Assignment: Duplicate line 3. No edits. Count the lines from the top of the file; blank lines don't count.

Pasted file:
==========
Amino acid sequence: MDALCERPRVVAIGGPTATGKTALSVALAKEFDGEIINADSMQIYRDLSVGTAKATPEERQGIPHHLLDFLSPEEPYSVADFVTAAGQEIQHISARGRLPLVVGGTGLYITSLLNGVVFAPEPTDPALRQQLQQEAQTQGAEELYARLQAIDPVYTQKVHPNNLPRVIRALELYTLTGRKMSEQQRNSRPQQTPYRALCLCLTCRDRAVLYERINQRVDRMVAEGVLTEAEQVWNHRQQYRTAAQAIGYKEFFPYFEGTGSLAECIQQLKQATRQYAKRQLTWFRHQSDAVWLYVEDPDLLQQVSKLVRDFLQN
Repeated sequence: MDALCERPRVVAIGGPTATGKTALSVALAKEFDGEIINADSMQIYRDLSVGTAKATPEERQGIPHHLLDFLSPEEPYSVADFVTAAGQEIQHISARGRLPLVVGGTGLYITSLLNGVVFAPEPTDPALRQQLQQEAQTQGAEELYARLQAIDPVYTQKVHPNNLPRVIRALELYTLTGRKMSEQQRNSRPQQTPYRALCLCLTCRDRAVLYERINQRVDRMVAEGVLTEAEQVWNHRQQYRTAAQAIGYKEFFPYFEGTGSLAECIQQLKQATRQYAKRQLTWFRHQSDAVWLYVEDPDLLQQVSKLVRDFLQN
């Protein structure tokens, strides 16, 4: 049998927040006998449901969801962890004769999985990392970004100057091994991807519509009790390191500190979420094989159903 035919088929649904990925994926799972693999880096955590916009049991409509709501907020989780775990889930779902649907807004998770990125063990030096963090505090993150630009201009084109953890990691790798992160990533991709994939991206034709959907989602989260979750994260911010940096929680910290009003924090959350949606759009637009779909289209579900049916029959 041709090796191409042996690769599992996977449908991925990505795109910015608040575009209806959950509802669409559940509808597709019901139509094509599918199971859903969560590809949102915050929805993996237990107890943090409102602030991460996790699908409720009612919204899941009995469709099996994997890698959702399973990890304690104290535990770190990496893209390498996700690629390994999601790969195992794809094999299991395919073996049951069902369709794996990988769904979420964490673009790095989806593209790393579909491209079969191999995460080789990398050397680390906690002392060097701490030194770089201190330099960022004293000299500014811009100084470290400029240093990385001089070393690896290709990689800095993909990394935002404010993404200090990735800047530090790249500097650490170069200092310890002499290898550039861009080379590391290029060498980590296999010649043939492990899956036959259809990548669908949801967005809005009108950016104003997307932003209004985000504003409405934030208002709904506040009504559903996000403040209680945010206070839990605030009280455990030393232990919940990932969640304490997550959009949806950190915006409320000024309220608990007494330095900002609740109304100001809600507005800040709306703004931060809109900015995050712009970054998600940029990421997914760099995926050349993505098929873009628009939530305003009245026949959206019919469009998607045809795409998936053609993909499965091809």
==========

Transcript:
């Protein structure tokens, strides 16, 4: 049998927040006998449901969801962890004769999985990392970004100057091994991807519509009790390191500190979420094989159903 035919088929649904990925994926799972693999880096955590916009049991409509709501907020989780775990889930779902649907807004998770990125063990030096963090505090993150630009201009084109953890990691790798992160990533991709994939991206034709959907989602989260979750994260911010940096929680910290009003924090959350949606759009637009779909289209579900049916029959 041709090796191409042996690769599992996977449908991925990505795109910015608040575009209806959950509802669409559940509808597709019901139509094509599918199971859903969560590809949102915050929805993996237990107890943090409102602030991460996790699908409720009612919204899941009995469709099996994997890698959702399973990890304690104290535990770190990496893209390498996700690629390994999601790969195992794809094999299991395919073996049951069902369709794996990988769904979420964490673009790095989806593209790393579909491209079969191999995460080789990398050397680390906690002392060097701490030194770089201190330099960022004293000299500014811009100084470290400029240093990385001089070393690896290709990689800095993909990394935002404010993404200090990735800047530090790249500097650490170069200092310890002499290898550039861009080379590391290029060498980590296999010649043939492990899956036959259809990548669908949801967005809005009108950016104003997307932003209004985000504003409405934030208002709904506040009504559903996000403040209680945010206070839990605030009280455990030393232990919940990932969640304490997550959009949806950190915006409320000024309220608990007494330095900002609740109304100001809600507005800040709306703004931060809109900015995050712009970054998600940029990421997914760099995926050349993505098929873009628009939530305003009245026949959206019919469009998607045809795409998936053609993909499965091809």